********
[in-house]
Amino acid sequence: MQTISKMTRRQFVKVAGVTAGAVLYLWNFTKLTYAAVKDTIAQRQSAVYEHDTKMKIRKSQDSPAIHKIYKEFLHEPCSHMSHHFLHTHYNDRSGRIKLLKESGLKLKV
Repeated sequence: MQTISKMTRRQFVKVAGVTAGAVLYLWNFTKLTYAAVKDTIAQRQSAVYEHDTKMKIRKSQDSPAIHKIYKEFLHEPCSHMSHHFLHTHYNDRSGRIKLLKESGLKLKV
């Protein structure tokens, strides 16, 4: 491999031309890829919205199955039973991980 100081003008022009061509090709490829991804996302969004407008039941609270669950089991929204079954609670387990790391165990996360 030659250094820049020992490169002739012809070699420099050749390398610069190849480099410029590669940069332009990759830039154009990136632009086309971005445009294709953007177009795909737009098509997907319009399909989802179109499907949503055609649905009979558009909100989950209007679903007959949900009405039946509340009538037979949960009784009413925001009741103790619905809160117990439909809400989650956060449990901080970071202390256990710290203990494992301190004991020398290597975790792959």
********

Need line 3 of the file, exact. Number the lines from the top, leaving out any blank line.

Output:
Repeated sequence: MQTISKMTRRQFVKVAGVTAGAVLYLWNFTKLTYAAVKDTIAQRQSAVYEHDTKMKIRKSQDSPAIHKIYKEFLHEPCSHMSHHFLHTHYNDRSGRIKLLKESGLKLKV